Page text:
A successful live event demands that your attendees are fully engaged. That means you need charismatic hosting, interesting content, and (for the love of god) a network that can handle everything you and your guests throw at it.
Engagement isn’t just about the interaction between you and your crowd, however - you want everyone present to get along famously! Social and networking opportunities are what make live events appealing for most, and it’s therefore in your interest to create an atmosphere where it’s easy to mingle and chat.
People don’t necessarily need help conversing - it’s the getting started part that’s the hurdle. That’s where these fun activities come in handy. Introductory activities of this kind are very effective at quickly washing away awkwardness and getting everyone talking.
Here are a few of our favorite ways to break the ice between your attendees, no pickaxe required:
Don’t worry, we’re not actually asking people to pursue romance here - if you wish to avoid confusion, you can call it speed networking. The concept however, is the same. You pair off your attendees and give them two minutes to get to know one another. Once completed, everyone swaps partners and repeats the process, for as long as you deem necessary.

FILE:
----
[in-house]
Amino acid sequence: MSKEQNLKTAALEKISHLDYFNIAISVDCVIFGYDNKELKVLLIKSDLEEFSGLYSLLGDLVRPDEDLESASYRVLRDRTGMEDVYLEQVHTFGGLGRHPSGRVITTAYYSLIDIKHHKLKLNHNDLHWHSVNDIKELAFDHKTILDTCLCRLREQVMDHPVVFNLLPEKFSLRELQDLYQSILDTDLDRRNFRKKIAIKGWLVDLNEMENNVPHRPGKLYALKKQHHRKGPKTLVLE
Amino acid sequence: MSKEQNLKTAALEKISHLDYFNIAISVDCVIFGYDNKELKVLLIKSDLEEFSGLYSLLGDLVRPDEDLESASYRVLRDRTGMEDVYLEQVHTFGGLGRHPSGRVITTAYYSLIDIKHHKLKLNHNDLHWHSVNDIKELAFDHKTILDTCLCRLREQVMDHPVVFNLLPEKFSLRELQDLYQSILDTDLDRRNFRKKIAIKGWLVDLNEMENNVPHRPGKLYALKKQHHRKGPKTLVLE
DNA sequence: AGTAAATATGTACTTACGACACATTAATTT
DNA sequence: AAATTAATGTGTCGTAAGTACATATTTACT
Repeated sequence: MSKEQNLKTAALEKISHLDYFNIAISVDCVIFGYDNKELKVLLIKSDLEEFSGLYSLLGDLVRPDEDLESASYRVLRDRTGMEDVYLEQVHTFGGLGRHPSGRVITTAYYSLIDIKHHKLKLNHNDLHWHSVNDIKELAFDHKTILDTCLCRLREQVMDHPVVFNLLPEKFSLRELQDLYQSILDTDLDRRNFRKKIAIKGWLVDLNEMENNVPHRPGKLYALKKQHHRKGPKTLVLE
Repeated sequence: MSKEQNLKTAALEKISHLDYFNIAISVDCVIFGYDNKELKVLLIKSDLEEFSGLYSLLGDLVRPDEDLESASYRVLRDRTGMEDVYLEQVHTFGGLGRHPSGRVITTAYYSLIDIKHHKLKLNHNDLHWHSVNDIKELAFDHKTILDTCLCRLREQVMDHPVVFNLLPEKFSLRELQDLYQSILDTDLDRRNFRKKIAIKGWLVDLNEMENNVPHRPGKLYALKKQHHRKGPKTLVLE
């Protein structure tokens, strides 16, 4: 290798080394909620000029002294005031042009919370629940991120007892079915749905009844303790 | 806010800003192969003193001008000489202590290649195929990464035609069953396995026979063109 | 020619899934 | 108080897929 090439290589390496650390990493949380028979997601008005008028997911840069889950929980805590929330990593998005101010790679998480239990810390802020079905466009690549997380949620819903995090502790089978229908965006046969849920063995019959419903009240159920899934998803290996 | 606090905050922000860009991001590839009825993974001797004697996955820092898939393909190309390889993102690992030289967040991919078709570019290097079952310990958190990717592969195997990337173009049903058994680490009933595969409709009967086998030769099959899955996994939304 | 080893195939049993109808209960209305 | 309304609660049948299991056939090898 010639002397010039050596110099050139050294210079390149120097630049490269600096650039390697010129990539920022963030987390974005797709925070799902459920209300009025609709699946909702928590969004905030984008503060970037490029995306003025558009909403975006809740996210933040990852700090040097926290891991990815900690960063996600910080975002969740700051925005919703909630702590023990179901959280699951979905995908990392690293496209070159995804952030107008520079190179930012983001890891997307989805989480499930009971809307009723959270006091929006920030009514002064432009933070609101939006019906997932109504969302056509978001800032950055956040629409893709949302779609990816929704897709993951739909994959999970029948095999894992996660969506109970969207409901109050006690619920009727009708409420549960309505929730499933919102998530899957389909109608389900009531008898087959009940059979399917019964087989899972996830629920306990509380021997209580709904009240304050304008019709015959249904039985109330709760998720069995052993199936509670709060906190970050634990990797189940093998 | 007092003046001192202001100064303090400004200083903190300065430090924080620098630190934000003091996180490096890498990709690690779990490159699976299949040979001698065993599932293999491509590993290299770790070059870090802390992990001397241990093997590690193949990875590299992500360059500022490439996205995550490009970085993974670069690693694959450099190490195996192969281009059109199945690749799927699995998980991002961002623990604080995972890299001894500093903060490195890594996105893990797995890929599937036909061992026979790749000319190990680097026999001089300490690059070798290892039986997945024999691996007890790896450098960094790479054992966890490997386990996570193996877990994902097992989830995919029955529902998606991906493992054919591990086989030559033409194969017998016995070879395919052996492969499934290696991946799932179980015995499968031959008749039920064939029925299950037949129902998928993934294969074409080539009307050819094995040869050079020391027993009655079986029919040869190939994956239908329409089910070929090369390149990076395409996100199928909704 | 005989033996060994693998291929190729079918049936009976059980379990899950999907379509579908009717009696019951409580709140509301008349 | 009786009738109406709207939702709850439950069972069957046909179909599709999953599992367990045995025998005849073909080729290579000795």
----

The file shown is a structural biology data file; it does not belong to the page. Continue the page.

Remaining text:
It’s surprising how well people can connect when they’re up against the clock.
Allocating time for some “big picture” discussion before the actual event allows attendees to bypass all of the formalities and get straight to talking about things that really matter. News events, politics, environmental issues, head scratching philosophical conundrums - these kinds of topics affect everyone and tend to provoke intimate conversation.
Of course, the goal isn't to generate heated debate, so be careful about picking subjects that are controversial or polarizing.
Balls = instant fun. We all learned that at 4 years of age.